And then the next line is obviously our EMS services—208 EMS services, 5,000 first responders, EMTs and paramedics. And they’re going to work and begin to sort out and deal with whatever the patient [has].

In emergency medicine, it can be any age. It can be from someone who hasn’t been born yet to senior citizens and you can have any type of disease or injury. It’s an incredible mix. And all the people that work on ambulances and emergency departments—certainly the people that work at LifeFlight—they can be faced with anything.

We have this gifted group of people overseen by physicians all across the state.

I work on a volunteer rescue [in St. George] and we sort things out and we take them to the closest hospital, they get treated and in most cases, they go home. Now some of those patients, they’re going to be more complex. They’re going to be admitted to the hospital, they’re going to end up getting transferred to a bigger hospital for more specialized services.

And at the top of the pyramid, you have this relatively small group, about 1,800 patients a year, who are very sick and need something dramatically different. That’s where LifeFlight comes in, either by air or ground. Working with hospitals, working with our EMS colleagues, sometimes working with public safety, you can be so far in the willy-wags that we’re the first responders.

People focus on the helicopters. Helicopters are cool, they’re unique vehicles, sexy, fast. We obviously rely on the helicopters and they are a unique vehicle, and we’ve got this gifted group of mechanics and pilots that make sure that everything happens safely.

But quite literally inside that helicopter is an intensive care unit. It really has the equipment of an intensive care unit—ventilators, pharmacy, blood, invasive monitoring, portable laboratories, we’re in the process of adding ultrasound.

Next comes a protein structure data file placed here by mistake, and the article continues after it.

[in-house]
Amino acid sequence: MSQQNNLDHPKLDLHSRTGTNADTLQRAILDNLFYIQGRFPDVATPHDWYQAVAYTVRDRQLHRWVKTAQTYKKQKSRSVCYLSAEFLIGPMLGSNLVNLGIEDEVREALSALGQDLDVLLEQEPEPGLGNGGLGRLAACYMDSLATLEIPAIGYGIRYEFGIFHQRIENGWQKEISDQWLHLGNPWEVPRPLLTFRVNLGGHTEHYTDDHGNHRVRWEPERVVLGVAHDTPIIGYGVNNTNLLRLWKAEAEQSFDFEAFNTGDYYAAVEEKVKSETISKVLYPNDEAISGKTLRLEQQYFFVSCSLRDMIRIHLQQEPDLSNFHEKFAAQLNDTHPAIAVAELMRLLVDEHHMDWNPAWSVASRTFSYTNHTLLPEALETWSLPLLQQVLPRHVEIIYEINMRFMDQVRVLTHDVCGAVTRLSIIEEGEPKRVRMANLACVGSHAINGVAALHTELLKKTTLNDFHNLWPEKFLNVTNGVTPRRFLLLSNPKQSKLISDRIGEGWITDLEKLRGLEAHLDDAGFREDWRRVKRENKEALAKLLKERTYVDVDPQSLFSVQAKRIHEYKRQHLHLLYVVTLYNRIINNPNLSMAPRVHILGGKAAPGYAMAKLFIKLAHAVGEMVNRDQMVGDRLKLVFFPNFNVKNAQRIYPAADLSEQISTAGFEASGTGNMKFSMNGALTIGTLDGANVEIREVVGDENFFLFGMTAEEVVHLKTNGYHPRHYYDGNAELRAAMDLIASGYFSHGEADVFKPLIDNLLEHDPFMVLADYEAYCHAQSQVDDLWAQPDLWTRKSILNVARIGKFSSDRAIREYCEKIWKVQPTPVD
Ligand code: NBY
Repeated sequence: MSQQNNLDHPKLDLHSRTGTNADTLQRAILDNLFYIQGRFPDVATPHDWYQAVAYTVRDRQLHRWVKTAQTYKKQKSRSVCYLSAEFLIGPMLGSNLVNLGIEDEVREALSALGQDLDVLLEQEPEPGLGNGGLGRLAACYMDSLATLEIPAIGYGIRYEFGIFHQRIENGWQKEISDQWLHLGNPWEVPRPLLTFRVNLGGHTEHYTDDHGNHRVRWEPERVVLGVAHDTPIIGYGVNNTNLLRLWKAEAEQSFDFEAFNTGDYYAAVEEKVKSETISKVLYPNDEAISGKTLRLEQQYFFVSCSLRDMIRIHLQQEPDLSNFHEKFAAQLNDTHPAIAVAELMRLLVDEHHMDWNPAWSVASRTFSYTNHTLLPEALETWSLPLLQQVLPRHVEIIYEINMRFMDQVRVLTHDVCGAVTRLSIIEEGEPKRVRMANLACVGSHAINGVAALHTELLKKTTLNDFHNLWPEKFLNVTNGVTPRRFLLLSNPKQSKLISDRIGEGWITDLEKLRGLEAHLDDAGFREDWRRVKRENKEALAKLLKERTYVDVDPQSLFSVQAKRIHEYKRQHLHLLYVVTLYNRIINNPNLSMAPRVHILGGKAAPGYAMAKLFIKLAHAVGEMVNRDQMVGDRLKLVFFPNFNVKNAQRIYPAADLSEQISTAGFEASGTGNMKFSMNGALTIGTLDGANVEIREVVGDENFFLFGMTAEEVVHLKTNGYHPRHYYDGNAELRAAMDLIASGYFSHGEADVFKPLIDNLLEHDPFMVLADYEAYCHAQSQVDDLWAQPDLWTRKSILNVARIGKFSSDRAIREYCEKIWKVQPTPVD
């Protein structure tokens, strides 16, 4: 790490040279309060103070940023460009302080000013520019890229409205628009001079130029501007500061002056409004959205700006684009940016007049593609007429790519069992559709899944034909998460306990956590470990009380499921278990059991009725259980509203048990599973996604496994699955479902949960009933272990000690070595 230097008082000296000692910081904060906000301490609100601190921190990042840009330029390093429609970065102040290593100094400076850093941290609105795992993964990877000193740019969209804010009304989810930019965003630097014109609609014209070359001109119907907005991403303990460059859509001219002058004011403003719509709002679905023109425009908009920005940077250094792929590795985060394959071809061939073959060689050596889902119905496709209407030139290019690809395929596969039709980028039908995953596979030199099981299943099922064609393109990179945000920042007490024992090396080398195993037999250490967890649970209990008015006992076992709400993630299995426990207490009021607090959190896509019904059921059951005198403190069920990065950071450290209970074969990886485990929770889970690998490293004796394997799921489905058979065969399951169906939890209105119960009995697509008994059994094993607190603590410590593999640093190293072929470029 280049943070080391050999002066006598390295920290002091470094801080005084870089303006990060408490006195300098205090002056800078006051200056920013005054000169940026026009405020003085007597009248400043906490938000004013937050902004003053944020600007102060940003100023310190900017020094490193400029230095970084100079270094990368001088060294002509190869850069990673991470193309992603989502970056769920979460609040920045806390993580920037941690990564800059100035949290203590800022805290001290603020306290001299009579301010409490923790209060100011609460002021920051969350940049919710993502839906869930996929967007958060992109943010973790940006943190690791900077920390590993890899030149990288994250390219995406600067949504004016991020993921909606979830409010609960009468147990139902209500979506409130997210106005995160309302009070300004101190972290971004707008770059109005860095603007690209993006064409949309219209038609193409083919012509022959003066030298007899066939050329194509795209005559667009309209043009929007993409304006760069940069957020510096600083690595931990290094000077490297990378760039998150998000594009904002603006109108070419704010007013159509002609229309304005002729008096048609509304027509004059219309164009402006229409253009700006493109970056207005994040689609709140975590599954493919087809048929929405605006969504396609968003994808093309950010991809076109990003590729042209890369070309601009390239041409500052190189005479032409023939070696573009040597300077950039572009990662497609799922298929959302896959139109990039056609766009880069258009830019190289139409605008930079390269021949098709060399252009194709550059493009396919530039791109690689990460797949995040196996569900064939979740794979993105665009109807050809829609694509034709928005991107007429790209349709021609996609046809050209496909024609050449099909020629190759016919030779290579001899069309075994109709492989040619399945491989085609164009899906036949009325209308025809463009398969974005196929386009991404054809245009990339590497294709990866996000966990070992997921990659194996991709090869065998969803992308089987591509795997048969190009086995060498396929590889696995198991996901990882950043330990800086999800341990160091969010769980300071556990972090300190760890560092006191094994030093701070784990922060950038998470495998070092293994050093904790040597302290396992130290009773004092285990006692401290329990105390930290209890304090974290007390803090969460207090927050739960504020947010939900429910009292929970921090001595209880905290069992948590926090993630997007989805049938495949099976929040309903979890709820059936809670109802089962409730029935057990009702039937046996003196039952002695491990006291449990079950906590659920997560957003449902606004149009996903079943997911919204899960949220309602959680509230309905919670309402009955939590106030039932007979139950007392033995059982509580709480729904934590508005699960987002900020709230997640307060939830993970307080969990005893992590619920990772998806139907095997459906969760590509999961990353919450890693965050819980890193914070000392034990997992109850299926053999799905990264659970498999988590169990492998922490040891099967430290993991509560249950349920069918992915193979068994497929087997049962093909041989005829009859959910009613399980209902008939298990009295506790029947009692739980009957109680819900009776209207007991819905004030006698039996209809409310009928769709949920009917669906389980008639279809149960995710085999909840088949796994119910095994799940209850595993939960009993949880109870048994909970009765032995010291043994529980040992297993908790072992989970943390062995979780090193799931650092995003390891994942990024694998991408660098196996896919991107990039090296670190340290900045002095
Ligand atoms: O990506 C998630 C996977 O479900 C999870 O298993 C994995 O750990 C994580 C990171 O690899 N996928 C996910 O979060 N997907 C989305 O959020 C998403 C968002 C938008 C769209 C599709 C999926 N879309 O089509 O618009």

We have a group of nurses and paramedics trained in intensive care units who work more intimately with physicians, we have a lead physician at Eastern Maine, Central Maine and Maine Med, and then we have another group of about 25 physicians—specialists and emergency physicians—from across the state who volunteer.

WW: Do they get on the aircraft?

Judge: Not often. But occasionally we would put a physician on. Because the crews have constant communication with the specialist physicians, we can make decisions.

We see premature infants. We see patients that literally need a new heart, so they have complete external support for running their heart. And sometimes their lungs aren’t functioning either, so we’re pumping their blood out of their body, oxygenating it and pumping it back into their body.

WW: All while in a helicopter.

Judge: All in a helicopter. That’s the most complex cardio-thoracic transport.

WW: For infrastructure, how many helicopters do you have?

Judge: We have two helicopters. We’re in the process of adding a third helicopter. We’re also in the process of looking to add an airplane to do regional transport.

If a patient is in Fort Kent and they need to come back to Eastern Maine Medical Center in Bangor, we have a helipad right at the hospital in Fort Kent, fly to the helipad, pick the patient up, then fly back to Bangor. 

WW: How long would that take?

Judge: It takes about 65 minutes to fly from Bangor to Fort Kent.

WW: I’m shocked that there’s just two helicopters.

Judge: Part of that is resources. These are very expensive pieces of medical technology.

WW: But they’re also fast”¦

Judge: They do about 165 knots. But in a way, it’s like a mobile hospital. So in some ways, you could think of LifeFlight as Maine’s 37th hospital.